A consonant-vowel syllable type is the most frequent syllable pattern in Portuguese, however, Portuguese does allow consonant clusters at the beginnings and the ends of syllables. Japanese can only have consonant-vowel structures, but Japanese can also have 1consonant-vowel-2consonant syllable structures IF the second consonant is a nasal ‘n.’ Because of these differences in structure, Japanese has to change something about these words from Portuguese in order for them to fit into the language. One of these repair mechanisms is vowel epenthesis (or insertion). For example, Portuguese ‘cruz’ has a complex onset (’cr’) and a final consonant (’s’) which is not allowed in Japanese. To repair this, Japanese inserts a ‘u’ between the ‘k’ and ‘r’ sound, and an ‘u’ after the ‘s’ which makes it ku.ru.su. 

Consonant changes

Portuguese and Japanese differ on a couple of consonants (i.e. Portuguese has some consonants that “don’t exist” in Japanese phonology, so Japanese has to change these consonants to fit theirs). Some of these changes include:
Portuguese f → h sound 
Portuguese l and r → r (because Japanese has to l/r distinction)
Portuguese v → b when at the beginning of a word (my data had no examples of v or b in the middle of a word so I only placed the conditions that exist). 

I have more data regarding semantic change and orthographic choices (i.e. how Japanese chose to represent certain loan words in kanji). If you’re interested in seeing some of that, let me know.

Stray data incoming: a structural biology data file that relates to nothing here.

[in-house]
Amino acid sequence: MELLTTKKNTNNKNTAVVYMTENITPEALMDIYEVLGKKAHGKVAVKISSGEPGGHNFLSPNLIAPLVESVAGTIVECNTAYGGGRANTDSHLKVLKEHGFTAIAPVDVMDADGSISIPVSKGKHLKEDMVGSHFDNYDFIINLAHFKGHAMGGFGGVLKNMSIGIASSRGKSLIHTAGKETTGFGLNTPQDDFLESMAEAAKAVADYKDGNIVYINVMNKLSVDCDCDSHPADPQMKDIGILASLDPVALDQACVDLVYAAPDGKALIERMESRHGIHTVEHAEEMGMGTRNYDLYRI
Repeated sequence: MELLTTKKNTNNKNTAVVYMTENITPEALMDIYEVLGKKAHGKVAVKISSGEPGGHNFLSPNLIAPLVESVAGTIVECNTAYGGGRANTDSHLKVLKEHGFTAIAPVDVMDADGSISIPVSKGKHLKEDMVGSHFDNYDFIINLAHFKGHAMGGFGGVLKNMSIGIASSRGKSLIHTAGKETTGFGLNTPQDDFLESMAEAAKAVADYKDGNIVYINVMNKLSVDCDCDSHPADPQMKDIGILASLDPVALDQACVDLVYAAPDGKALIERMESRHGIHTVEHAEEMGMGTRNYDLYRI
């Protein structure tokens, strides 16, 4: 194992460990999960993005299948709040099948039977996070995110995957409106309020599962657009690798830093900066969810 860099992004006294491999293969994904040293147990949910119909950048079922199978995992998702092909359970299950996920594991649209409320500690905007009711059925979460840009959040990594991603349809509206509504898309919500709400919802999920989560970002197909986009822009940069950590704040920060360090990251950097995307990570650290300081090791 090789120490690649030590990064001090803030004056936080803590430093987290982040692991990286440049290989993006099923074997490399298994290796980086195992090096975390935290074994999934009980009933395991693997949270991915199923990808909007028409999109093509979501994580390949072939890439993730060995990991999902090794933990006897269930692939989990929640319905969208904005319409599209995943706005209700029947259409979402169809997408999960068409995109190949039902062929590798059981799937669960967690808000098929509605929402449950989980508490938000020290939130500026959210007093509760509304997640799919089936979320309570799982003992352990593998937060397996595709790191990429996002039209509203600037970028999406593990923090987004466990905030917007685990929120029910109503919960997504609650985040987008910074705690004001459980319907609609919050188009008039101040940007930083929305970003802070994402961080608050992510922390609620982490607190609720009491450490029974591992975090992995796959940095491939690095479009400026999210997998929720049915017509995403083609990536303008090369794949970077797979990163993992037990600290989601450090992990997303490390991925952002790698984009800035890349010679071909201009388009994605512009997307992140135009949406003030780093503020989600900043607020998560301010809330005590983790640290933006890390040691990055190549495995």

But one last interesting point: 

Did you know Japanese kabocha (pumpkin) comes from the Portuguese word for Cambodia? 

Before the Portuguese arrived in Japan, they were in Goa (India) and Macao (China). Supposedly on their route from Goa to Macau, they stopped in Cambodia. I’m thinking that maybe “kabocha” used to be “pumpkin of Cambodia” where, when the Japanese received these pumpkins from the Portuguese, just clipped it and ended up using “kabocha” to refer to the pumpkin. 

Just a fun fact. Because I was floored when I learned this. 

Edit: All data based on romanized orthographic recordings so orthography may not actually correspond with phonemes, etc.

Japanese vocab with Yuzuru - Day 4

Today’s topic is about the different verbs for used for jumps, and the nuances that I really like to hear from Yuzuru when he uses them.

1. 跳ぶ (とぶ|to-bu): to jump (it has the same pronunciation with 飛ぶ - to fly, which is used more commonly outside of FS, just a heads up so you don’t get confused later)

2. 回る(まわる|ma-wa-ru): to revolve, (for FS) to rotate

3. 降りる(おりる|o-ri-ru): to get off, to go down, (for FS) to land a jump


A snippet from Future of Tohoku (here from 14:42) where Yuzuru and the MCs talked about his wish for his senior debut season in which he wrote down:

4回転を試合で降りる(4かいてんをしあいでおりる|yon-kai-ten wo shi-ai de o-ri-ru): To land a quadruple in competition

When one of the MCs was curious why he used 降りる instead of 跳ぶ, Yuzuru and Takeshi commented:

Y: 降りるですね。跳ぶだと、回るだけで終わりですよね。
   (おりるですね。とぶだと、まわるだけでおわりですよね|o-ri-ru de-su-ne. to-bu da-to, ma-wa-ru da-ke-de o-wa-ri de-su-ne) 

T: スケーターの中では、降りるところが肝心。「跳んで降りる」っていうね(スケーターのなかでは、おりるところがかんじん。「とんでおりる」っていうね|su-kee-taa no na-ka de-wa, o-ri-ru to-ko-ro ga kan-jin. “ton-de o-ri-ru” tte-iu ne)

which can be roughly translated to 

Yuzuru: It’s ‘to land’.If I say 'to jump’, then it ends with only the rotations.
Takeshi: To us skaters, the landing part is crucial. We say 'you jump then you land’.

Translators in our fandom always do a really good job of using different verbs ‘jump’, ‘rotate’, ‘land’ for each of these terms, but still I think it’s quite interesting to know that skaters pay a lot of attention about this aspect, and though usually they use 跳ぶ (tobu) when talking about jumping in general, it’s nice to recognize those times that they want to emphasize on different parts of their jump by using a different verb :D